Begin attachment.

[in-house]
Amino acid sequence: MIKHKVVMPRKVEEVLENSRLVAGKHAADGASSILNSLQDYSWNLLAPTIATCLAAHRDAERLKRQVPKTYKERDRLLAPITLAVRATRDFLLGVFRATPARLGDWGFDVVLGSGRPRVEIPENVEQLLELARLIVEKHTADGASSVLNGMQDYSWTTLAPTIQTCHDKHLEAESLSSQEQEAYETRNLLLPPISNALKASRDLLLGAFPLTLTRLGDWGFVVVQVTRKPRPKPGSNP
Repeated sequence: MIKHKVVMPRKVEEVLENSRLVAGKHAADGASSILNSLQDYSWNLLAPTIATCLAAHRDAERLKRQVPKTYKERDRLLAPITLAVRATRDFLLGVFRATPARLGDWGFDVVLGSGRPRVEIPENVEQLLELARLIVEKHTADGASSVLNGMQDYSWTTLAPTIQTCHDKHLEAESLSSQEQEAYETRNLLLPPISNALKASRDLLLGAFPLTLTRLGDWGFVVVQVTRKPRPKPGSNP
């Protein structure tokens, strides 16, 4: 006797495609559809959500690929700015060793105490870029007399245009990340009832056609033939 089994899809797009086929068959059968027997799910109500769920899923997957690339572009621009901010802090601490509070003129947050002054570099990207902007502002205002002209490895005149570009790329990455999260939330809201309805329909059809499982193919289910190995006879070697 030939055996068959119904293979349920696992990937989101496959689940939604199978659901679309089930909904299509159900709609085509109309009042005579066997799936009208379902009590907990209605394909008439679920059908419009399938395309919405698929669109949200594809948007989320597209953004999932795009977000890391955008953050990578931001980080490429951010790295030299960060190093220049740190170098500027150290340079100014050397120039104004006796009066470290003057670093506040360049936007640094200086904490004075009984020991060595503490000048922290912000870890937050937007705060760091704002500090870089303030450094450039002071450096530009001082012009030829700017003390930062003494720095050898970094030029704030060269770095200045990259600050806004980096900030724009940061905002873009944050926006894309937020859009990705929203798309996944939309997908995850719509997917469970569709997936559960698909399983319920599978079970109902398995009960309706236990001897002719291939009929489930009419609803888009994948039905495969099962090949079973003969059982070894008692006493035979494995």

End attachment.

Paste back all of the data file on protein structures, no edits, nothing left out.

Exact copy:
[in-house]
Amino acid sequence: MIKHKVVMPRKVEEVLENSRLVAGKHAADGASSILNSLQDYSWNLLAPTIATCLAAHRDAERLKRQVPKTYKERDRLLAPITLAVRATRDFLLGVFRATPARLGDWGFDVVLGSGRPRVEIPENVEQLLELARLIVEKHTADGASSVLNGMQDYSWTTLAPTIQTCHDKHLEAESLSSQEQEAYETRNLLLPPISNALKASRDLLLGAFPLTLTRLGDWGFVVVQVTRKPRPKPGSNP
Repeated sequence: MIKHKVVMPRKVEEVLENSRLVAGKHAADGASSILNSLQDYSWNLLAPTIATCLAAHRDAERLKRQVPKTYKERDRLLAPITLAVRATRDFLLGVFRATPARLGDWGFDVVLGSGRPRVEIPENVEQLLELARLIVEKHTADGASSVLNGMQDYSWTTLAPTIQTCHDKHLEAESLSSQEQEAYETRNLLLPPISNALKASRDLLLGAFPLTLTRLGDWGFVVVQVTRKPRPKPGSNP
């Protein structure tokens, strides 16, 4: 006797495609559809959500690929700015060793105490870029007399245009990340009832056609033939 089994899809797009086929068959059968027997799910109500769920899923997957690339572009621009901010802090601490509070003129947050002054570099990207902007502002205002002209490895005149570009790329990455999260939330809201309805329909059809499982193919289910190995006879070697 030939055996068959119904293979349920696992990937989101496959689940939604199978659901679309089930909904299509159900709609085509109309009042005579066997799936009208379902009590907990209605394909008439679920059908419009399938395309919405698929669109949200594809948007989320597209953004999932795009977000890391955008953050990578931001980080490429951010790295030299960060190093220049740190170098500027150290340079100014050397120039104004006796009066470290003057670093506040360049936007640094200086904490004075009984020991060595503490000048922290912000870890937050937007705060760091704002500090870089303030450094450039002071450096530009001082012009030829700017003390930062003494720095050898970094030029704030060269770095200045990259600050806004980096900030724009940061905002873009944050926006894309937020859009990705929203798309996944939309997908995850719509997917469970569709997936559960698909399983319920599978079970109902398995009960309706236990001897002719291939009929489930009419609803888009994948039905495969099962090949079973003969059982070894008692006493035979494995």